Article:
Apr 28, 2020

HIP: Why that validation on your hunting license matters a LOT

Image of an infographic made with data gathered from the Harvest Information Program, or HIP

The federal Harvest Information Program yields all kinds of cool data, but it's good for more than just bragging rights. Click image to see full-size (excerpted from California Waterfowl Spring 2019).

A lot of things in life can be complicated. Like taxes and fuel-injected car engines. Fortunately for those hunters who pursue migratory game birds each fall, the Harvest Information Program, or HIP, needn’t be on this list of complications. HIP? What’s that? Glad you asked.

by M.D. Johnson

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What is HIP?
Who needs to be HIP-certified?
What does it a cost?
What is the national harvest survey?
What is HIP's biggest challenge?
See the latest data (PDF)
Interactive look at data

What is HIP?

“Our waterfowl management system is designed on the premise that bird populations are and will continue to be sustainable,” said Jake Messerli, chief operating officer of California Waterfowl. “HIP is an information-gathering tool that helps ensure we’re acting responsibly to steward a precious public resource that we all care so much about.”

Introduced initially as a pilot test in 1992 in California, Missouri, and South Dakota, HIP became a national requirement for people hunting migratory birds in 1998.

“HIP is a program that allows biologists to estimate how many migratory birds, e.g. ducks, geese, and doves, hunters harvest in this country each year,” said Dr. Karen Waldrop, chief conservation officer for Ducks Unlimited. “It also tells us how many people are participating in hunting these species.”

HIP is a cooperative partnership between the U.S. Fish and Wildlife Service and the state game agencies, in which two important pieces of questions are answered: One, who are the nation’s migratory bird hunters? And two, what types of migratory birds do these individuals pursue? Note the emphasis on migratory bird hunters, not exclusively waterfowl hunters. We’ll get to that distinction in a minute.

But getting HIP-certified is only step one in a potentially two-step process. Potentially, because not every migratory bird hunter will progress to the second step, that being a much more in-depth harvest survey distributed by the USFWS. Key word here – harvest. While HIP tells the states and the USFWS who the hunters are and what they hunt, for example, ducks, coots, swans, snipe, or doves, to name but some, the in-depth survey provides accurate harvest information, like how many, where and what species.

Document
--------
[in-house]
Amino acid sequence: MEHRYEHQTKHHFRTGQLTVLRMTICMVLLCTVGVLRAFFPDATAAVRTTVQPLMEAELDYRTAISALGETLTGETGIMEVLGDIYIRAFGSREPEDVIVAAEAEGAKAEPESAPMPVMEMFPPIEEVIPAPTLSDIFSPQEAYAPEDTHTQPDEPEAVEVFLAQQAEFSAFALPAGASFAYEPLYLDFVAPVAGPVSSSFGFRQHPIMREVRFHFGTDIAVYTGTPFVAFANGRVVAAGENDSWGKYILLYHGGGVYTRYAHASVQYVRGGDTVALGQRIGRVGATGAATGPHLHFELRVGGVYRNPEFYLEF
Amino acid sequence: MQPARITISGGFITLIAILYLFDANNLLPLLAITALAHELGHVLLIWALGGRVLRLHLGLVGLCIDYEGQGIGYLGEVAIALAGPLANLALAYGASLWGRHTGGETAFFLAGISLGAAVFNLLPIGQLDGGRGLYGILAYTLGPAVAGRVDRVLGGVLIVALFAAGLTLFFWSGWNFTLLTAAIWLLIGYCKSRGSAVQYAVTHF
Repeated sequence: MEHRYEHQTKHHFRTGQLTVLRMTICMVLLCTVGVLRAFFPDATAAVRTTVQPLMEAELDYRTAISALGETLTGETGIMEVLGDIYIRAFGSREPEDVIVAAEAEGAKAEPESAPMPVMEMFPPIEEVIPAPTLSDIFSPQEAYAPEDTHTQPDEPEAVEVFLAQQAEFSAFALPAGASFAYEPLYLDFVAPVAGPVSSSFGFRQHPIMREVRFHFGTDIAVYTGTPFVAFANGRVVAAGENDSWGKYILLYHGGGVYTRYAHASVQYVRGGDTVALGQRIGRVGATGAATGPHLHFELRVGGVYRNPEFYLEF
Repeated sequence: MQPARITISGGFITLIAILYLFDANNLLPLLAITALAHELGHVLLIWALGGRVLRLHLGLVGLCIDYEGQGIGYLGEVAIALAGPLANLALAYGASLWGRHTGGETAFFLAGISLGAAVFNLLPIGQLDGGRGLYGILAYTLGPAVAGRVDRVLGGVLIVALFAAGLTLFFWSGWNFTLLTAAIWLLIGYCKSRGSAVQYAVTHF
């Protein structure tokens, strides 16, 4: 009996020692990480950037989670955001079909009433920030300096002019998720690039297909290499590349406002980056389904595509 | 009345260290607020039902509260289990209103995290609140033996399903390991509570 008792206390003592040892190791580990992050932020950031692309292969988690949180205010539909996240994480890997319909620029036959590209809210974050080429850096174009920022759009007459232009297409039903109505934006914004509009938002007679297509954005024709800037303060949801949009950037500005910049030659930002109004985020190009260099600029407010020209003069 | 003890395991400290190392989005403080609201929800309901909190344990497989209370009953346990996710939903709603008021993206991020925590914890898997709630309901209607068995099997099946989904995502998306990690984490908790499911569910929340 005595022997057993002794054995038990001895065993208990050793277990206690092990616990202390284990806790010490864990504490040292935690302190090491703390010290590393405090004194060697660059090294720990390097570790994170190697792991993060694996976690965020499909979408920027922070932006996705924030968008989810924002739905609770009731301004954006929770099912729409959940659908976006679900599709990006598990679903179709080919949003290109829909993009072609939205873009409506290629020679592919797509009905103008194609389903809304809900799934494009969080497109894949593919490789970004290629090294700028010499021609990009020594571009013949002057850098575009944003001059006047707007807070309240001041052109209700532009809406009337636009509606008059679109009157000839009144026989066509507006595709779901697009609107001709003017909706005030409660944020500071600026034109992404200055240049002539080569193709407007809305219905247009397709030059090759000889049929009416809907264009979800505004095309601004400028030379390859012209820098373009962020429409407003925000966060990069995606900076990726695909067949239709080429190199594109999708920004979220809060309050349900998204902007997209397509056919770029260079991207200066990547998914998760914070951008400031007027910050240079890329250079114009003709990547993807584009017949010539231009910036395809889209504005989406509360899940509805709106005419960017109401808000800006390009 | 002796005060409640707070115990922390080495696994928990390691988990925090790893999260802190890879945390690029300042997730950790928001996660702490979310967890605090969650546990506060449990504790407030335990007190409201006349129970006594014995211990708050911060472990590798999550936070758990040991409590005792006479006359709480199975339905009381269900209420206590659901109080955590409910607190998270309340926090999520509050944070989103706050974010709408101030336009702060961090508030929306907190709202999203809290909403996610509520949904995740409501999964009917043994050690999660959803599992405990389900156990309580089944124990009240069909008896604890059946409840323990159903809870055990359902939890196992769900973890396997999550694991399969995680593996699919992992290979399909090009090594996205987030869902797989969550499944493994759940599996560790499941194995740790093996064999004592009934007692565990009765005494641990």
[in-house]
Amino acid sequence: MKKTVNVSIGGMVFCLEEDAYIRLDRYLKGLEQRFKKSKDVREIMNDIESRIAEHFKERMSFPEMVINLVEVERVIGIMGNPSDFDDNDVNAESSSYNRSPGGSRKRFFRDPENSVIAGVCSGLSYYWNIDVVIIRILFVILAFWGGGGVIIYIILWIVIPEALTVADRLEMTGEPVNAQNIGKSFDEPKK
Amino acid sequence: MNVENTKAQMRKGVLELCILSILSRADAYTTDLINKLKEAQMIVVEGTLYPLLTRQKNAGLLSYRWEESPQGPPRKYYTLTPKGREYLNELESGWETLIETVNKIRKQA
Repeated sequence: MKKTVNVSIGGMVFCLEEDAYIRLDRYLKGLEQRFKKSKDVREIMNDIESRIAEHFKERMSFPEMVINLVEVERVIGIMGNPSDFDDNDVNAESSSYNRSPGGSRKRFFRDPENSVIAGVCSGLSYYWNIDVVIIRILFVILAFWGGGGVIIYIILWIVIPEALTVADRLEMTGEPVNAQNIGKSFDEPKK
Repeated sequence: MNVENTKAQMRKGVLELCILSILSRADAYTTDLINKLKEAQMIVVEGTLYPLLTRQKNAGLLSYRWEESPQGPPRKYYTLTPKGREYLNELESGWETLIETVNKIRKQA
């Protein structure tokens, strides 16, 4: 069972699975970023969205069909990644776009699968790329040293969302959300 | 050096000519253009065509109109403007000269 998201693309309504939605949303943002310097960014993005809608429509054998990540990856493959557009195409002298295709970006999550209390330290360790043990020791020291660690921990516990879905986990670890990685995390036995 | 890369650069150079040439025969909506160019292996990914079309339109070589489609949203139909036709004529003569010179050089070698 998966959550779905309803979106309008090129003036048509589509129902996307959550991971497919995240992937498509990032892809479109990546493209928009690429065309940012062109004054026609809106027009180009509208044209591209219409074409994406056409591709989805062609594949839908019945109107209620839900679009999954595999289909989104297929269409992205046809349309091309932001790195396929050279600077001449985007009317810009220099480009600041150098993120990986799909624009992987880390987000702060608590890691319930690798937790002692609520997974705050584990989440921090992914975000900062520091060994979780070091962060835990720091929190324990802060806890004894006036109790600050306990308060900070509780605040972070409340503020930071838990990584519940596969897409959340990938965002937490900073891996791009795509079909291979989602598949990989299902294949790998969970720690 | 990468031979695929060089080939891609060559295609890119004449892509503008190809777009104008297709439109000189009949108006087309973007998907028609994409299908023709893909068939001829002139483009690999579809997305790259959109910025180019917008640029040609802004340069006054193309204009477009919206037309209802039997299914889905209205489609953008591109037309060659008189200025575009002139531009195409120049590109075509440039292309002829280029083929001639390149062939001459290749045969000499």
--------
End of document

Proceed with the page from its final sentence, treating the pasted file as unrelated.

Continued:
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Who needs to be HIP-certified?

That’s HIP in a nutshell. Now, who needs to sign up? This one’s simple – every hunter who pursues migratory birds must sign up for HIP. Who collects this information? How is it obtained? We’ll get to that momentarily, but for now, let’s define migratory birds.

Migratory birds. Does this mean only ducks, and geese? HIP, perhaps incorrectly, has become associated more closely with waterfowl hunters; however, the program applies to much more. The USFWS definition of migratory game birds includes any species of migratory birds, including ducks, geese, swans, brant, coots, doves, woodcock, rails, snipe, sandhill cranes, moorhens, band-tailed pigeons, and gallinules, for which there is a set season and which are hunted.

But…wait. If I only hunt ducks and geese – no snipe or rails, no moorhens or gallinules – why is it that I have to answer questions about those species? “(The USFWS needs) to be able to contact people who hunt various birds,” said Dr. Frank Rohwer, president and chief scientist of Delta Waterfowl. “What this does is it narrows the field, and allows the USFWS to ask more detailed questions about what was harvested. They can even ask hunters to send in wings to help determine age, sex, and other important data.”

One more note. Once HIP certification is complete, proof of that completion must be carried with the hunter in the field, and, like a hunting or fishing license, must be presented to a wildlife officer, either state or USFWS, upon their request. This proof of completion varies from state to state, and it’s the responsibility of the hunter to make sure he or she (1) is HIP-certified, and (2) possesses the necessary documentation while afield.

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Who collects this information? When? Is there a cost?

Today, HIP information is gathered in a variety of ways, depending upon the state where HIP is completed. Often, this process is conducted either at the time a hunting license is purchased at a store, online, or via a state-specific toll-free telephone number following the purchase of a hunting license. At the license counter, the license agent should ask the HIP questions as part of the licensing process; if he or she does not, inquire as to the state requirements regarding HIP. “I usually buy my hunting license at a big box store, and I’ll call them out,” said Rohwer, without hesitation. “I’ll say, ‘Hey, I just got HIP-certified, and you didn’t ask me any of the questions. I know there are questions and I want to answer them because I want to be a responsible hunter.”

It’s worth noting that unlike the Federal Duck Stamp, which is good in all 49 states where duck hunting is allowed, you need a separate HIP certification in each state where you hunt migratory birds. When you answer the questions to receive that certification, your answers should pertain to migratory bird hunting you did (or didn’t do) in that state the previous season, not a total for all of your hunting.

As for cost, the answer is yes or no. In some states, California being one of them, HIP certification comes free or as part of the license purchase price; others, like New Jersey, charge a nominal fee designed to cover any administrative costs. Any cost, then, depends entirely on the state that issues the hunting license and HIP certification.

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What is this "national harvest survey," and why is it important?